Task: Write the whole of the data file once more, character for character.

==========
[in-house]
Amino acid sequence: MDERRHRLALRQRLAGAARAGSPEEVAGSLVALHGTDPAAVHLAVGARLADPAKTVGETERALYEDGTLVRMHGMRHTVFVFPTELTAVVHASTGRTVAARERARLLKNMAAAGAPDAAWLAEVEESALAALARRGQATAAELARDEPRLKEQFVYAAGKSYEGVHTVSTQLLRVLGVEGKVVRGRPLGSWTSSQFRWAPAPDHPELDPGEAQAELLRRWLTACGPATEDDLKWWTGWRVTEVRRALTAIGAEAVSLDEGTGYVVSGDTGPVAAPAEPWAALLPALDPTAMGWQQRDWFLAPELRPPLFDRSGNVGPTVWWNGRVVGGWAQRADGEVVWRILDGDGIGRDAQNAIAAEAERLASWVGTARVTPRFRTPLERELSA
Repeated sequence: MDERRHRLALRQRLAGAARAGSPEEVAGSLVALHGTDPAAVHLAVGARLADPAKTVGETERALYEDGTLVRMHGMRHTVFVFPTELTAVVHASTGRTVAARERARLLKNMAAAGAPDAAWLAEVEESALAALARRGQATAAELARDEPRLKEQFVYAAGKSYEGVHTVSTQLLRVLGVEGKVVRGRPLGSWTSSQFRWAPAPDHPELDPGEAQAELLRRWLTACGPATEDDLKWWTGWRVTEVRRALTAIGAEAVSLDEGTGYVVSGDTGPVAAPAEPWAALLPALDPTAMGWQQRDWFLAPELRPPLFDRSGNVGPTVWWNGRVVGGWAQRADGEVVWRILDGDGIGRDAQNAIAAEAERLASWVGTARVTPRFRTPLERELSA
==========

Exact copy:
[in-house]
Amino acid sequence: MDERRHRLALRQRLAGAARAGSPEEVAGSLVALHGTDPAAVHLAVGARLADPAKTVGETERALYEDGTLVRMHGMRHTVFVFPTELTAVVHASTGRTVAARERARLLKNMAAAGAPDAAWLAEVEESALAALARRGQATAAELARDEPRLKEQFVYAAGKSYEGVHTVSTQLLRVLGVEGKVVRGRPLGSWTSSQFRWAPAPDHPELDPGEAQAELLRRWLTACGPATEDDLKWWTGWRVTEVRRALTAIGAEAVSLDEGTGYVVSGDTGPVAAPAEPWAALLPALDPTAMGWQQRDWFLAPELRPPLFDRSGNVGPTVWWNGRVVGGWAQRADGEVVWRILDGDGIGRDAQNAIAAEAERLASWVGTARVTPRFRTPLERELSA
Repeated sequence: MDERRHRLALRQRLAGAARAGSPEEVAGSLVALHGTDPAAVHLAVGARLADPAKTVGETERALYEDGTLVRMHGMRHTVFVFPTELTAVVHASTGRTVAARERARLLKNMAAAGAPDAAWLAEVEESALAALARRGQATAAELARDEPRLKEQFVYAAGKSYEGVHTVSTQLLRVLGVEGKVVRGRPLGSWTSSQFRWAPAPDHPELDPGEAQAELLRRWLTACGPATEDDLKWWTGWRVTEVRRALTAIGAEAVSLDEGTGYVVSGDTGPVAAPAEPWAALLPALDPTAMGWQQRDWFLAPELRPPLFDRSGNVGPTVWWNGRVVGGWAQRADGEVVWRILDGDGIGRDAQNAIAAEAERLASWVGTARVTPRFRTPLERELSA